Disability Ministries Committee of the United Methodist Church

The Church Plans for Special Needs Emergencies

Emergency preparedness for churches can become a reality. Your church can become prepared to assist persons with special needs in all times of emergency from fire, flood, hurricane, tornado, disease pandemic or just a broken water main or massive power failure.

We all think that an emergency will never happen on our watch or in our building or group, but we are mistaken. When it happens and we have intentionally prepared, lives can be saved. Emergency planning insures that persons with special needs are safe, and tells them someone cares enough to prepare for their comfort zone.

There are at least three levels to congregational preparedness for persons with special needs:

  • First, the church staff and congregation can learn how to deal with special needs emergency issues occurring on the church campus.
  • Second, the church can develop a way of emergency communication with persons who must shelter in place or who are shut-in because of illness.
  • Third, the church can assist parents of children, youth or adults with special needs to prepare for congregational or community emergency.


Each congregation needs contingency plans of action that depend on the nature of the emergency. Since the plans will vary with the locale and size of the church, we cannot copy another's plan (although there are general principles) but need to tailor any action to the issues of the local church or in-house weekday school.

To keep preparedness on track, one staff person (incident coordinator) or a Disaster Preparedness Committee can be responsible for overseeing preparations, with care taken to include a person or persons with special needs or knowledge of special needs. Ushers and church staff will usually be the first responders, but all church leaders can become prepared to aid citizens with disabilities. A Church Disaster Preparedness Form can be used to determine special needs and to facilitate volunteer help with equipment and open-home space. A model form for such a survey is at the end of this article. It came from a Catholic Diocese pandemic planning website that is no longer available.

Once the forms are tallied, the Preparedness Committee, staff and leaders are ready to include more information into their plan of action. The Preparedness Committee will need to gather facility information as well as congregational special needs information, and will then be ready to equip staff and other leaders.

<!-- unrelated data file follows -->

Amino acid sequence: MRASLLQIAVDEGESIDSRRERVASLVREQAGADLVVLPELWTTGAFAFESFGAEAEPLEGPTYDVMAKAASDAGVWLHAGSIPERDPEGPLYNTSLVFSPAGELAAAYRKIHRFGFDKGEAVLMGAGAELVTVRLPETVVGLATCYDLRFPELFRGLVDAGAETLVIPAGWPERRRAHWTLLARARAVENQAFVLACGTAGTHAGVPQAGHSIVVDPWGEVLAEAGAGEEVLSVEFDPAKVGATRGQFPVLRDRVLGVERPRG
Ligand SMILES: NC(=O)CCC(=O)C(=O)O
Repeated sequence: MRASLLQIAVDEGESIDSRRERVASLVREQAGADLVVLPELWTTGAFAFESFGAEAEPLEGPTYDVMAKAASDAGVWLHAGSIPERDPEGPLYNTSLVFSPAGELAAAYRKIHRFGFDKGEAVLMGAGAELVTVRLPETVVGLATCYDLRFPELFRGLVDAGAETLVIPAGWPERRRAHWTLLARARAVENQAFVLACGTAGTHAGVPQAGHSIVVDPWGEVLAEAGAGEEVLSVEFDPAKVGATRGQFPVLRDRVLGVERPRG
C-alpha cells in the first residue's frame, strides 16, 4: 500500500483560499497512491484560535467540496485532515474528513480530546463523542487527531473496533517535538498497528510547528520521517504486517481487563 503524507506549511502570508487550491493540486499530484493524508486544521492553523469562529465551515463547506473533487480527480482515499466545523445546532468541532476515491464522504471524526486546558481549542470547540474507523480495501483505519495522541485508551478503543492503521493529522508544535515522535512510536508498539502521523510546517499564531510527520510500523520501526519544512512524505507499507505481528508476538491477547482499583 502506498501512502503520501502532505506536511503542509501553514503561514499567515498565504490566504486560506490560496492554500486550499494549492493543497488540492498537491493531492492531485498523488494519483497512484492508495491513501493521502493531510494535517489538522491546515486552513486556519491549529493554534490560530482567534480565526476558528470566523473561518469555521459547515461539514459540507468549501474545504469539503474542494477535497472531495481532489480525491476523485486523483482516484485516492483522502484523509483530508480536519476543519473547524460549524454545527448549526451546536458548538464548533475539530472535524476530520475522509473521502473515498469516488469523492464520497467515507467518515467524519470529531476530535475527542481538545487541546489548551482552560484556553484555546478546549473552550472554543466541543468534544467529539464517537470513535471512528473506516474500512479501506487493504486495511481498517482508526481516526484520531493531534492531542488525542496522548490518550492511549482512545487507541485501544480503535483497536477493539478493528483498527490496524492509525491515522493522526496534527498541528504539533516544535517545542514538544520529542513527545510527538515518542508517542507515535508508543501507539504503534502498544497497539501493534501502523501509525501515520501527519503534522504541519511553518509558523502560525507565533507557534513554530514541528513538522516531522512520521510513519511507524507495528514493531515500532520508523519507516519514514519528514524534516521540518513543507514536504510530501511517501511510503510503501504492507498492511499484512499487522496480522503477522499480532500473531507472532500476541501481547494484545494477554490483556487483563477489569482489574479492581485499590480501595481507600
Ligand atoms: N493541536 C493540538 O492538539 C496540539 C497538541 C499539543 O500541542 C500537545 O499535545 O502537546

Staff and other leaders should know:

  • The names of persons in the congregation with special needs and have information on them. (Are they non-verbal, have seizures, etc.)
  • How to recognize and respond to types of seizures. The over-stimulation of a crisis event may bring on seizures in some persons with medical challenges.
  • Who is in charge of emergency evacuation and where triage and safe gathering would be conducted.
  • The location of designated safe areas.
  • The location of Cardio-pulmonary Resuscitation (CPR) equipment and how to use it. They should also know hands-on CPR procedures.
  • The location of utility turn-offs for the campus and know who has authority or knowledge to turn them off and on.
  • The location of air inflow and air conditioning switches for a shelter-in-place emergency.
  • The permanent location of medical supplies including a large portable first aid bag. This is important whether sheltering in place or evacuating a building.
  • The names of qualified counselors in the field of post-traumatic stress syndrome for future use and awareness of the need for it by congregants.


Some churches keep a database for emergency preparedness, and they are sure to have it on flash drive or laptop as many emergencies carry a power interruption. The database allows a church to cancel functions in a disease pandemic or notify congregants or a new meeting place in case of fire or flooding. A phone tree or database allows the church to offer assistance to persons off campus. Pre-recorded assistance information should be in English and Spanish or other locally predominant language, and, to benefit persons who are deaf, telecommunication devices (TTD or TTY) should be on the phone tree.


Experience has shown that during crisis events, family members often become separated from each other, so a crisis escort will be required for each person with a special need even if family members were previously with them.

When an emergency situation occurs within the church campus, after determining visible danger, staff can dispatch escorts to persons with special needs. Persons with cognitive impairments often do not respond to verbal directions and will need companionship and physical guidance. If you cannot get to the persons, dispatch escorts to the pre-selected safe location where they can become one-on-one escorts when persons arrive there. They can also assist with triage.

Rule number one for the escort is to say, "My name is ______. I will help you find a safe place." In doing this, you have told them that you are a friend and that you care about their safety.